Another surprising way your resume could give away your age: double spaces after a period. 

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Wednesday
Jul222015

Agility is Today‚Äôs Most Critical Leadership Competency

“by Julie Winkle Giulioni, http://smartblogs.com”
 

A friend who coaches a girls soccer team recently shared, that after a tough loss, one of her 13-year-old players said, “Well, you know coach, you either win or you learn.” Yeah! We really are coming to appreciate the value of failure and experiments that don’t go exactly as expected.

But it’s not just mistakes that have value; there’s tremendous instructive power in successes as well. In fact, what distinguishes today’s most effective leaders is that they learn from everything and everyone they encounter. They demonstrate learning agility.

Why learn agility now?

No one will argue that today’s business climate is more dynamic and changeable than ever before. Many have written about the VUCA (volatile, uncertain, complex, and ambiguous) world within which

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Tuesday
Jul212015

7 Ways Great Leaders Think Differently From Everyone Else

“Lolly Daskal, http://www.inc.com”

Good thinkers are always in demand and are sought out for their abilities—because anything great begins with a thought, and anything worthwhile comes from a great thinker.

Great thinkers are successful leaders. They know how to solve problems, they know how to unleash possibilities, and they know how to achieve the impossible.

People who go to the top think differently than others, and they achieve more than most.

But the good news is that successful thinking is something you can learn. Here are seven thought habits to get you started on the road to becoming a better thinker:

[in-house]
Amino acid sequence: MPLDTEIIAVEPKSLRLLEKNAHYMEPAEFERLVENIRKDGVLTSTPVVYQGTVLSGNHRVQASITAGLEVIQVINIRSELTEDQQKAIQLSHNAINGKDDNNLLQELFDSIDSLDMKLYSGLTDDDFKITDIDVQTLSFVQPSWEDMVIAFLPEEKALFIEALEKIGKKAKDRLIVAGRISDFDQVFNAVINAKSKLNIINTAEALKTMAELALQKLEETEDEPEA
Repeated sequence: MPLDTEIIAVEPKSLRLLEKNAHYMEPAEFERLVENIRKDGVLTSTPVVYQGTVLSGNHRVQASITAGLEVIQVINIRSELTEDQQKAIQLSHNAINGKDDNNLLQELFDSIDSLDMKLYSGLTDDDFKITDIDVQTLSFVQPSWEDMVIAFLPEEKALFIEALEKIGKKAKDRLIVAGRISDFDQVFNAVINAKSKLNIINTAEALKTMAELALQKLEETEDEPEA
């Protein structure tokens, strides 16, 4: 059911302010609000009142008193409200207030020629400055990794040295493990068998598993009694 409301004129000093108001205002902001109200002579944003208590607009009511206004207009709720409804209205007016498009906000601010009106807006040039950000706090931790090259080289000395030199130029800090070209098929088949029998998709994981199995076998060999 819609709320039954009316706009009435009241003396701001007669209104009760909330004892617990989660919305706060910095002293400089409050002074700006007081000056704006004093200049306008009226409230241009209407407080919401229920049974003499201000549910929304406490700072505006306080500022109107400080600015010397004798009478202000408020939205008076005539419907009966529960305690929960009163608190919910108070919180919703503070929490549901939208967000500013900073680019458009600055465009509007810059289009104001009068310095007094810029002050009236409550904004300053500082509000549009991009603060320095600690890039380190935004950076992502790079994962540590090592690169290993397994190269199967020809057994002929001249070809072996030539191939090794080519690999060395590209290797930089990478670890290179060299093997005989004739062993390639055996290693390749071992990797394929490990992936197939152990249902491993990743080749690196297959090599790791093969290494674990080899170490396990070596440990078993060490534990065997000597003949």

1. Cultivate strategic thinking. Strategic thinkers can simplify the difficult, prepare for uncertainties, and reduce the margin of errors—all because they have a plan. Strategic thinking makes you a great planner, which is how you move easily from where you are today to where you want to be tomorrow.

2. Engage in inquisitive thinking. Successful leaders spend their time questioning everything

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Monday
Jul202015

8 Tips to Improve Your Public Speaking Skills

“by Siddhartha S, http://indianexpress.com”

“The quality of your life depends upon the quality of your communication.”

Over a period of time, I have realised that the best public speakers in this world have a few things in common. People who are interested in mastering the art of public speaking can adopt the following traits.

1) Personality of the speaker: Accept it or reject it, a public speaker is always judged by his or her audience not only on the basis of the content but also on the basis of the personality. The way you dress and the way you carry yourself on stage will have a huge impact on the quality of your presentation

2) Content & knowledge: You cannot speak that you do not know. There are a lot of people who speak a lot more than they actually know. Read as much as possible about the topic and from as many sources as possible. This will widen your perspective and will help in taking an intelligent stand.

3) Audience profile: As a public speaker you should be well aware of your audience- their background